LAUSANNE, Switzerland -- Members of the International Olympic Committee compliantly fell into line yesterday with the insistence of Juan Antonio Samaranch that they begin instituting legitimate, if incremental, reform in an attempt to restore credibility to the damaged Olympic movement.
The 93 voting delegates unanimously voted to end their unlimited memberships and to restrict future presidents to a maximum of 12 years in office, as well as to select 15 active athletes to the IOC. The session will continue today with a vote on the contentious issue of whether to allow delegates to visit cities bidding on the Winter and Summer Games.
The 79-year-old Samaranch has called for an end to the visits, but the IOC is said to be split on the matter.
This weekend's reforms will not immediately change the makeup of the IOC in a substantive manner; neither will they represent an overhaul in the way it operates. Rather, they represent another step in a continuing attempt to persuade the public, corporate sponsors and lawmakers that the IOC has begun to transform itself into a more open, accountable and less corrupt organization a year after the Salt Lake City bidding scandal was disclosed.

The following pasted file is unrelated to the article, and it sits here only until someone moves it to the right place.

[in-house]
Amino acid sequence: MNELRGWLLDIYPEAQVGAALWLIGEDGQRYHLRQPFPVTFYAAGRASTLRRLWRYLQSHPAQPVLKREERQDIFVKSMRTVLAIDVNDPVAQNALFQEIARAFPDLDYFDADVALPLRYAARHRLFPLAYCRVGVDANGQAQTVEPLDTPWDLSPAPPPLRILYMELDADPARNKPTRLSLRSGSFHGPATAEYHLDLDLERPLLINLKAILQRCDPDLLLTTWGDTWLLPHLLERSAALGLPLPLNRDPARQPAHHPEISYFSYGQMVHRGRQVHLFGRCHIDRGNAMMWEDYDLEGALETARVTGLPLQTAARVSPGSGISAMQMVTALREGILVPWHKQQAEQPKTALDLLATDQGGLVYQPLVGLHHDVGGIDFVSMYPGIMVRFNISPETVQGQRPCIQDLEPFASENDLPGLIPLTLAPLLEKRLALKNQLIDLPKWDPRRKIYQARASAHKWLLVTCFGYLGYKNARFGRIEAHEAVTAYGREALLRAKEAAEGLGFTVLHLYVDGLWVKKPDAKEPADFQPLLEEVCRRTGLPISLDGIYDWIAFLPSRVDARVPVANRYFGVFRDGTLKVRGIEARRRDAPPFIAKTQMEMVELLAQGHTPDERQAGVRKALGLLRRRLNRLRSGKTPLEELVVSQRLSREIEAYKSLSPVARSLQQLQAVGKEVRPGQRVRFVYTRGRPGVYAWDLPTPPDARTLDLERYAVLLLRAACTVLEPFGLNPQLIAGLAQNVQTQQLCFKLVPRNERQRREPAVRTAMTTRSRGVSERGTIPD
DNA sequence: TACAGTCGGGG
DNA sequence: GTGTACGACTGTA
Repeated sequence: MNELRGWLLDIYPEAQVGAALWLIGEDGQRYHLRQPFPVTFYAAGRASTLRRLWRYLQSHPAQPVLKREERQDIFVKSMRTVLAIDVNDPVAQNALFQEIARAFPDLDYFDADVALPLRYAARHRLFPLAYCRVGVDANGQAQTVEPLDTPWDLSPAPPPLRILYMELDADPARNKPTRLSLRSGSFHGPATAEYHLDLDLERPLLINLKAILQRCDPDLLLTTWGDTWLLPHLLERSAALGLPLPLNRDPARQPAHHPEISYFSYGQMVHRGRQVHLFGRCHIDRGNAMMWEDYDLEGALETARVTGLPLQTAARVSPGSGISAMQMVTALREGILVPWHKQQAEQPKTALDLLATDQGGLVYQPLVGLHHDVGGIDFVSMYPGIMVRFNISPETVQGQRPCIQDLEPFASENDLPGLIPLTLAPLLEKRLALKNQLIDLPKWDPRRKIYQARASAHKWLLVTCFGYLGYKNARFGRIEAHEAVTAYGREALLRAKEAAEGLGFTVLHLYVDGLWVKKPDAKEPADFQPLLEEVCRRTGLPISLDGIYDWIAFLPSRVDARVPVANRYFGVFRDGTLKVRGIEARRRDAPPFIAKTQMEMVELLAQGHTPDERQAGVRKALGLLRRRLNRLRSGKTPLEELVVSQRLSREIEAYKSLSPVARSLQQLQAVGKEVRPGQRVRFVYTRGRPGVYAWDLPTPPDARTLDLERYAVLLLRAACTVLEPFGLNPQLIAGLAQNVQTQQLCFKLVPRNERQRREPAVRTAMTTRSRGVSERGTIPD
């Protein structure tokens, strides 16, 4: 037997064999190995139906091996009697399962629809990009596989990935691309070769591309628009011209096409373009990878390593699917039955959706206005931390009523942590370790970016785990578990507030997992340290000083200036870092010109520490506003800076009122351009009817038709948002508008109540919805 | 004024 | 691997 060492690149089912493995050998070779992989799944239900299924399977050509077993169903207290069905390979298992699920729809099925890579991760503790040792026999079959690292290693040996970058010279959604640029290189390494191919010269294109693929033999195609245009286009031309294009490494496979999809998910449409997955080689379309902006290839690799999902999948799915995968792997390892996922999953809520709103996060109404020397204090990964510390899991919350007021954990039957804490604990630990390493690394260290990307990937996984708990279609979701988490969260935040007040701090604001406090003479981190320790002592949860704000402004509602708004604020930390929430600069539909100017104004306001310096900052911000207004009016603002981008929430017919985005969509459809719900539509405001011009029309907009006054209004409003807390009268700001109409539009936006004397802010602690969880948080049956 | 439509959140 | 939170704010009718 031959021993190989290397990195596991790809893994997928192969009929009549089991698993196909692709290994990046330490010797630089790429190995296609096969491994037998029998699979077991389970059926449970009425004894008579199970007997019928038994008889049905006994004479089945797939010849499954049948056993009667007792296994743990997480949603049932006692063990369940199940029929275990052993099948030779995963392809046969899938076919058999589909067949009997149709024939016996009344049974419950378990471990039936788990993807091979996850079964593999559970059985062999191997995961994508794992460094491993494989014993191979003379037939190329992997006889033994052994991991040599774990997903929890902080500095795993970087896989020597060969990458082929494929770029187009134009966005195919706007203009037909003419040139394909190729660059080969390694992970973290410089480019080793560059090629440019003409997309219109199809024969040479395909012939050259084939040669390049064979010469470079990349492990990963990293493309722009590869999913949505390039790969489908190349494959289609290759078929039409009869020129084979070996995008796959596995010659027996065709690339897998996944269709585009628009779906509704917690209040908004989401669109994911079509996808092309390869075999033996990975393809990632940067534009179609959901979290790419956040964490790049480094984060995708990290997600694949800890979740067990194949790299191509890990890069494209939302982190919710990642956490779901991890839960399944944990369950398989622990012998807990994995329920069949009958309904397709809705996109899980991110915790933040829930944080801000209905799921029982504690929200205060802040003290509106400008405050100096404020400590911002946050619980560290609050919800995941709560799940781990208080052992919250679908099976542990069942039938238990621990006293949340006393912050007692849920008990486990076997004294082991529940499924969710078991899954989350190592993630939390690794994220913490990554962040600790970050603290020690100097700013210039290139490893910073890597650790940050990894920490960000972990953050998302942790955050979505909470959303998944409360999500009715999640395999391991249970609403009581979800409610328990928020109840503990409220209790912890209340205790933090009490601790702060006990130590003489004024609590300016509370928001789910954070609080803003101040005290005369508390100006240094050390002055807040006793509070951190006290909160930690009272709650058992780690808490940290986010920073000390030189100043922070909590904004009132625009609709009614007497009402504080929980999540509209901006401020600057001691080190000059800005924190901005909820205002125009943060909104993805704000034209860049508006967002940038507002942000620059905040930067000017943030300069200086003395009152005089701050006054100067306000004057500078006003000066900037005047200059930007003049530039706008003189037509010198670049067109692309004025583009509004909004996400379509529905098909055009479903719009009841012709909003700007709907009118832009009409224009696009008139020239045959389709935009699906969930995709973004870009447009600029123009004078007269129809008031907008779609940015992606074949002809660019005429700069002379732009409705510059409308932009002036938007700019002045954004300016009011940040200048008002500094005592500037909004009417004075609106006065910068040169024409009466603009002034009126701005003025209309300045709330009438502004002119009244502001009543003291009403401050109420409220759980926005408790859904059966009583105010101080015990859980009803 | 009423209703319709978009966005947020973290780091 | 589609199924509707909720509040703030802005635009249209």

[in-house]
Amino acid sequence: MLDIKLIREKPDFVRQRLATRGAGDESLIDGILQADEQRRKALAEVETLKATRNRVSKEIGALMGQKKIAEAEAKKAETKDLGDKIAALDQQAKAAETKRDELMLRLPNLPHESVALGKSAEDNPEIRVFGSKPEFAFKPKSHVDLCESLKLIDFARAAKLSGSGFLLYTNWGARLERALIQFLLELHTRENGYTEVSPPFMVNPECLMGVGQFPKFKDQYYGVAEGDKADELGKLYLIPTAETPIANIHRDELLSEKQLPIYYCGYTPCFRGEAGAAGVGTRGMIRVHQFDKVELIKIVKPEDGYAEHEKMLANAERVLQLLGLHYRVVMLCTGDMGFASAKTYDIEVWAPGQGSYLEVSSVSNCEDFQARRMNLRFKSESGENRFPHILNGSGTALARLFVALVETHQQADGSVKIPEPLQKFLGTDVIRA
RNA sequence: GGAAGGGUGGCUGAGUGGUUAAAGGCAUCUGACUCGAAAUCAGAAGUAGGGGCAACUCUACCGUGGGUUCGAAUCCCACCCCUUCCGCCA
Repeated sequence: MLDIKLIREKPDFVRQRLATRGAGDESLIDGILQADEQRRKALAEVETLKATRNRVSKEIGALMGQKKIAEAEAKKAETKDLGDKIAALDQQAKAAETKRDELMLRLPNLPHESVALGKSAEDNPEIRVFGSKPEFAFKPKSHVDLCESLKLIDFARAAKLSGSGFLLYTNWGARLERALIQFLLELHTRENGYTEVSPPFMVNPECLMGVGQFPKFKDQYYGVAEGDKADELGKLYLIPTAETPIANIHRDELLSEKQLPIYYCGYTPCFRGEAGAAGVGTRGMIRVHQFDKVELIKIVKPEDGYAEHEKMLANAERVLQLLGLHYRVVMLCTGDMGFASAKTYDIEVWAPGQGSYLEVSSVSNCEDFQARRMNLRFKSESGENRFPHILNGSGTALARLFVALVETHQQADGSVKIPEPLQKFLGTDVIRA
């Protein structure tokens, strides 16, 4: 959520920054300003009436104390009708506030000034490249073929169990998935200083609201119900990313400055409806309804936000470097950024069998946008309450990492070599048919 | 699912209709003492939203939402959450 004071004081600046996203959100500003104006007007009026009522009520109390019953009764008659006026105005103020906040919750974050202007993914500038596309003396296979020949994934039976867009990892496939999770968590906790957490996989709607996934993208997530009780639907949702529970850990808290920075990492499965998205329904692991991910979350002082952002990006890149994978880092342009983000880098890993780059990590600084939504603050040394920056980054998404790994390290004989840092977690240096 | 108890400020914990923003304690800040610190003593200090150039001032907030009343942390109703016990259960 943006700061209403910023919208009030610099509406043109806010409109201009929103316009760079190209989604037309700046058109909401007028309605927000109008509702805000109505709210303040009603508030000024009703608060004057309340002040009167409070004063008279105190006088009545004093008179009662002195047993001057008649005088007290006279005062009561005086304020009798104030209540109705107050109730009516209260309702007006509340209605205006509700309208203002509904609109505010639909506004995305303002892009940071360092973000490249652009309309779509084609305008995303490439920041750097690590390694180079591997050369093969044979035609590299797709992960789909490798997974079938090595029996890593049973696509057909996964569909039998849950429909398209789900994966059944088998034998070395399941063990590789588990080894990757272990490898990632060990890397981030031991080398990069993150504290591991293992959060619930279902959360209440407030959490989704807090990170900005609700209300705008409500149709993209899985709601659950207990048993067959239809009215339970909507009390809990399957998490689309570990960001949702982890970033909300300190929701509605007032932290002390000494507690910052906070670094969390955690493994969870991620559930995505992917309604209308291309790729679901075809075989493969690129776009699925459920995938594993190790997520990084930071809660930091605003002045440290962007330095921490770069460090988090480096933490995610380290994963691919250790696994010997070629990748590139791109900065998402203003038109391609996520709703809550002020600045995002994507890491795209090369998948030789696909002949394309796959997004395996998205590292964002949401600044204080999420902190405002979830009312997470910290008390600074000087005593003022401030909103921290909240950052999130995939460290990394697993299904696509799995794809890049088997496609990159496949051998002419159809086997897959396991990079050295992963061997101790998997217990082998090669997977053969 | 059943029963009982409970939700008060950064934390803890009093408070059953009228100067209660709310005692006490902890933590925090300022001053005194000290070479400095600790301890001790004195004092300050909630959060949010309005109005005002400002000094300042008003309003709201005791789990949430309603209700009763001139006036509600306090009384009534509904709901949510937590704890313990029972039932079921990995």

"I think the IOC has been transformed from being a small, personal organization through its history into something as transparent as we could make it and responsive to the tasks now before it," said former U.S. Secretary of State Henry A. Kissinger, the most visible outside member of an 82-person reform commission that has been working since June.
The most significant reforms enacted yesterday reduced the age limit for new IOC members from 80 to 70 and subjected all delegates to re-election every eight years. Previously, they did not have to face re-election. Current members can serve until age 80. Supporters of the age and term limits said the changes will allow more frequent turnover in delegates. Of the 102 current delegates, 66 are 60 or older.
The committee will increase to as many as 130 members until 2003 with an eventual limit of 115 -- 70 selected at large, 15 athletes, 15 presidents of international sports federations and 15 presidents of national Olympic committees. The delegates also voted unanimously to restrict future IOC presidents to an eight-year term, plus a second term of four years.